• As per the Conference of Parties (CoP) 9-Kyoto Protocol, the forest can be defined by any country depending upon the capacities and capabilities of the country. The three criteria based on which the forests are defined comprise, crown cover percentage, the minimum area of the stand, and the minimum height of trees.
  • Forest is defined structurally on the basis of:
    • Crown cover percentage: Tree crown cover- 10 to 30% (India 10%)
    • Minimum area of stand: the area between 0.05 and 1 hectare (India 1.0 hectare) and
    • Minimum height of trees: Potential to reach a minimum height at maturity in situ of 2 to 5 m (India 2m).
  • India’s definition of the forest has been taken on the basis of the above three criteria only and is accepted by United Nations Framework Convention on Climate Change (UNFCCC) and Food and Agriculture Organization (FAO) for their reporting/communications.

The Forest Survey of India (FSI) classifies forest cover into 4 classes:

  • Very Dense Forest: All lands with tree cover (including mangrove cover) of canopy density of 70% and above.
  • Moderately dense forest: All lands with tree cover (including mangrove cover) of canopy density between 40% and 70%.
  • Open forests: All lands with tree cover (including mangrove cover) of canopy density between 10% and 40%.
  • Scrubs: All forest lands with poor tree growth mainly of small or stunted trees having canopy density less than 10%.

Classification of forest cover- In ISFR 2021 recently published has divided the forest cover as:

  • Inside Recorded Forest Area: These are basically natural forests and plantations of the Forest Department.
  • Outside Recorded Forest Area: These cover mango orchards, coconut plantations, and block plantations of agroforestry.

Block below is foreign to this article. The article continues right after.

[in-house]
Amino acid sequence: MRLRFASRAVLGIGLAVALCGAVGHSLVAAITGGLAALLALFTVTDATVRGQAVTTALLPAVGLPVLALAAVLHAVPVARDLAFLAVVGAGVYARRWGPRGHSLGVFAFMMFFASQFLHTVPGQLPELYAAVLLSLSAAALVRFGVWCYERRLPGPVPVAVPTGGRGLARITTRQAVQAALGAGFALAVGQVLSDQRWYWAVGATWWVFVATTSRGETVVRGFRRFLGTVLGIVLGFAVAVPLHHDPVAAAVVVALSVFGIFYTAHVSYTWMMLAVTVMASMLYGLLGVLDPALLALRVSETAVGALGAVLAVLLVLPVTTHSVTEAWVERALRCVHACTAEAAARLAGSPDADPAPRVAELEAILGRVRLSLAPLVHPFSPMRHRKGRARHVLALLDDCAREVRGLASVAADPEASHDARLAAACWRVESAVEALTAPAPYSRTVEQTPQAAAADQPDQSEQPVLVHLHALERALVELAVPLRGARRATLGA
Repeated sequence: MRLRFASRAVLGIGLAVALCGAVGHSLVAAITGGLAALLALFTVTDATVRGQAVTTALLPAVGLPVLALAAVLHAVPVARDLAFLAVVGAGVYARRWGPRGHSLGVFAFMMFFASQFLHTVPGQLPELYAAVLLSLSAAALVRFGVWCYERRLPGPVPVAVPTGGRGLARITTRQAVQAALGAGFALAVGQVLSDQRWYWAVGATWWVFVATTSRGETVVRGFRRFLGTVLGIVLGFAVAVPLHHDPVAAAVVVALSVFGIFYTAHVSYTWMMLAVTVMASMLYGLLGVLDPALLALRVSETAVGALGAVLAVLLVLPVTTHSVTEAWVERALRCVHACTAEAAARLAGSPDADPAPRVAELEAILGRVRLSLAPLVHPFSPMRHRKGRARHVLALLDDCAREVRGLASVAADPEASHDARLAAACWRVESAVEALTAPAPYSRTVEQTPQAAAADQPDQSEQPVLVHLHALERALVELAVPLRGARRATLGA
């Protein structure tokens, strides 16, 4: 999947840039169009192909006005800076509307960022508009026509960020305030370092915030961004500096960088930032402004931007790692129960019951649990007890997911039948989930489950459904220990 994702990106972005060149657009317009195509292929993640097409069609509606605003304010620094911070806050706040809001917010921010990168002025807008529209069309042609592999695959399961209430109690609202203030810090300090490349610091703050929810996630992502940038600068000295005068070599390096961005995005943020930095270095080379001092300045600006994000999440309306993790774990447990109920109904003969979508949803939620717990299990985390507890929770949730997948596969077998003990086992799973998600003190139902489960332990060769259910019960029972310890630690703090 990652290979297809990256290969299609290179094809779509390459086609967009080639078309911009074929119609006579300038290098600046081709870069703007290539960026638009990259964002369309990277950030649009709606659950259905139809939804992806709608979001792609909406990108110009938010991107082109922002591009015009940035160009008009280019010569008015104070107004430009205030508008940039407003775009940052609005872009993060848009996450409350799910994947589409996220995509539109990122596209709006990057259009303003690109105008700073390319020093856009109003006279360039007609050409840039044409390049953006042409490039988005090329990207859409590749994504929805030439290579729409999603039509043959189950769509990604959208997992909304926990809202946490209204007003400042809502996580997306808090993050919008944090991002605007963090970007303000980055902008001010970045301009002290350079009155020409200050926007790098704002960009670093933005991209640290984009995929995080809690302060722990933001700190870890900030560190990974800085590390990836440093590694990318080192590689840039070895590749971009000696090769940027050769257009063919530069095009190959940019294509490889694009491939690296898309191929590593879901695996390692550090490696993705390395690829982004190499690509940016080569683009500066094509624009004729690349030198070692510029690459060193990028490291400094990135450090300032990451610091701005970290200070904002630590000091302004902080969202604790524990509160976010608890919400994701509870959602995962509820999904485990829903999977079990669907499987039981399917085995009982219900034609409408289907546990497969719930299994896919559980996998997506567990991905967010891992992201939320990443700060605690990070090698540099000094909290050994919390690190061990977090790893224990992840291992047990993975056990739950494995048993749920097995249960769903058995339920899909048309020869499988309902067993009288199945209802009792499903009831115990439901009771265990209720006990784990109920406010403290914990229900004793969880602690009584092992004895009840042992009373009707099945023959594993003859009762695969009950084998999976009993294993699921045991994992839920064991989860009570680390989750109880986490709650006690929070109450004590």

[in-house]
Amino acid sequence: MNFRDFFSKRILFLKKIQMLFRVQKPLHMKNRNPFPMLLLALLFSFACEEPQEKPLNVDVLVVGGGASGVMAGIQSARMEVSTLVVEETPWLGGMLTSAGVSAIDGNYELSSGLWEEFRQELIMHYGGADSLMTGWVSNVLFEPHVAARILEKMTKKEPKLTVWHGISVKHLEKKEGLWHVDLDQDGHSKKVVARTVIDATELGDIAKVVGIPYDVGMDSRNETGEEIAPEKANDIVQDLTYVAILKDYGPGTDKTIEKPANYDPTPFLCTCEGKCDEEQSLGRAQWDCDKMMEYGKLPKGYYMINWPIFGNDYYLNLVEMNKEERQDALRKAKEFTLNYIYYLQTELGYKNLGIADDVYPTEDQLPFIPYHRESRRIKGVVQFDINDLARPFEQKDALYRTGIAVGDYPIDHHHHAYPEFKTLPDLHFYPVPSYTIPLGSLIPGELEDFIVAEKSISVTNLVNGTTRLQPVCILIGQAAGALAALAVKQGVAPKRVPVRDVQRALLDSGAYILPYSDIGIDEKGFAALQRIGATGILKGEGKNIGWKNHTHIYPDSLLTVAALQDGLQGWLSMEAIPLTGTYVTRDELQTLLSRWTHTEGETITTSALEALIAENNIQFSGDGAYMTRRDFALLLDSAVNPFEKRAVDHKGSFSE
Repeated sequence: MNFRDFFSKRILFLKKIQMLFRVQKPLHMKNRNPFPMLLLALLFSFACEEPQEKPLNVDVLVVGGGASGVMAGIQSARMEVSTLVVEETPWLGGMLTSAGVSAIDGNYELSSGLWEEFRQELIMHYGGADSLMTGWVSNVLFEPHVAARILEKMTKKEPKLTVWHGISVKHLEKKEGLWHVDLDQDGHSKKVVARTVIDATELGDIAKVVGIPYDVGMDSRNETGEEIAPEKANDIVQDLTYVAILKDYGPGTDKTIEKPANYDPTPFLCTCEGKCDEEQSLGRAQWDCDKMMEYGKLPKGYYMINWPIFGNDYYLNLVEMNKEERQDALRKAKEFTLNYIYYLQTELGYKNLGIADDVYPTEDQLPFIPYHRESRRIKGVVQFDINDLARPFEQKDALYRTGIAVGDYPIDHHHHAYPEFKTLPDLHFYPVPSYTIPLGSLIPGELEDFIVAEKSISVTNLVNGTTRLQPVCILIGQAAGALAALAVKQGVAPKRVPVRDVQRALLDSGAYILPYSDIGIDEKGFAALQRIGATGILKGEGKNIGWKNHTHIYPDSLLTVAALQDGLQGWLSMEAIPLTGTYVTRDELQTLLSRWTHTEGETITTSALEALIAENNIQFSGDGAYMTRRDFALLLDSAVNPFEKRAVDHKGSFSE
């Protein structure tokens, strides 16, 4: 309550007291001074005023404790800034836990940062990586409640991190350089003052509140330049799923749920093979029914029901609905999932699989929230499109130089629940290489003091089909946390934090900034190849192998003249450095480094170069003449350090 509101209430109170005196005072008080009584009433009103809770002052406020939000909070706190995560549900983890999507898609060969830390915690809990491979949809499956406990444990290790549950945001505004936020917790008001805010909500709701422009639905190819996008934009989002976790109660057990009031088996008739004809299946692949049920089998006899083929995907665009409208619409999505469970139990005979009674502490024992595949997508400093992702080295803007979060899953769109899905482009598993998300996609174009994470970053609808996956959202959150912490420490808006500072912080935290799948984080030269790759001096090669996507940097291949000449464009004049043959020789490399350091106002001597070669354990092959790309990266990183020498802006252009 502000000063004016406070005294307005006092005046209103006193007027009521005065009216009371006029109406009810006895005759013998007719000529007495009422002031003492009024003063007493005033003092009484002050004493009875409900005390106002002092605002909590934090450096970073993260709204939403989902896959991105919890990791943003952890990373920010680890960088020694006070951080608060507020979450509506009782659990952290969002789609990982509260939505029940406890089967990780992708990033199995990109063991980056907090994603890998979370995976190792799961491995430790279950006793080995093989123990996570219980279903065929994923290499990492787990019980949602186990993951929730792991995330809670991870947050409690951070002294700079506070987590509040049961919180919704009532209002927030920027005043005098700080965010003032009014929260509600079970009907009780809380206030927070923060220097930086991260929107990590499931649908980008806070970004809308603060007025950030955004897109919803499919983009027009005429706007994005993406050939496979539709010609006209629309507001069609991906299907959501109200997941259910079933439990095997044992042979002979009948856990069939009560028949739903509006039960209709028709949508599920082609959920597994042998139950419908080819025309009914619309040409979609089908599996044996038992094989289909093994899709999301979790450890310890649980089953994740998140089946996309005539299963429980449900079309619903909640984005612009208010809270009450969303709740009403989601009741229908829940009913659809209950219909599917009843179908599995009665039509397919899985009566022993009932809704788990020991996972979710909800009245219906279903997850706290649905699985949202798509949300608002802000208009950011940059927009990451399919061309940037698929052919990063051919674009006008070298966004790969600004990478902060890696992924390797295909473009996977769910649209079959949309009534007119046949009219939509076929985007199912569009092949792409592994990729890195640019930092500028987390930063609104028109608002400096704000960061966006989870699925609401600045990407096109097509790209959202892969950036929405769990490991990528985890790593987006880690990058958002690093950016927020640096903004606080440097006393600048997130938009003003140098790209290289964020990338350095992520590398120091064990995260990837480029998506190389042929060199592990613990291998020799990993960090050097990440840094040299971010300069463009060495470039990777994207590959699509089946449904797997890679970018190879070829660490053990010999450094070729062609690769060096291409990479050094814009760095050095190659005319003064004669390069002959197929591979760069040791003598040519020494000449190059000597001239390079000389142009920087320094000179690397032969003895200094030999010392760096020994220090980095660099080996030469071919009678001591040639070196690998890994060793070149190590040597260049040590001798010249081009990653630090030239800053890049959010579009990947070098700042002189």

The current definition of 'forest cover in the India State of Forest Report (ISFR) does not differentiate between natural forests and plantations, thereby providing an incomplete picture of the status of forests.

Indian Forest Act of 1878 classifies Forests into Reserved, Protected, and Village Forests:

Reserved forests:

  • They constitute more than half of the total forest area of India.
  • It has a certain degree of protection.
  • They are protected by the respective state governments unlike wildlife sanctuaries and national parks which are supervised by the Government of India.
  • Rights to activities like collecting timber or grazing cattle or hunting and public entry are banned in these forests.

Protected forests:

They are of two types- Demarcated and Undemarcated.

  • They have a limited amount of protection.
  • These are looked after by the government but certain activities like hunting, grazing, or timber collecting are allowed to people who live on the boundaries of forests and are partially or wholly dependent on the forest resources for livelihood, provided they don’t cause severe damage to the forests.

Village forests:

  • They are protected and managed by village communities which are assigned by the state governments.
  • The local communities may use it for timber or other forest produce, pasture, recreation, plantation, and so on under prescribed conditions by state governments.

Mikhail Gorbachev, last Soviet Leader passes away


Mikhail Gorbachev -- the last leader of the former Soviet Union from 1985 until 1991 -- has died at the age of 91.


About Mikhail Gorbachev: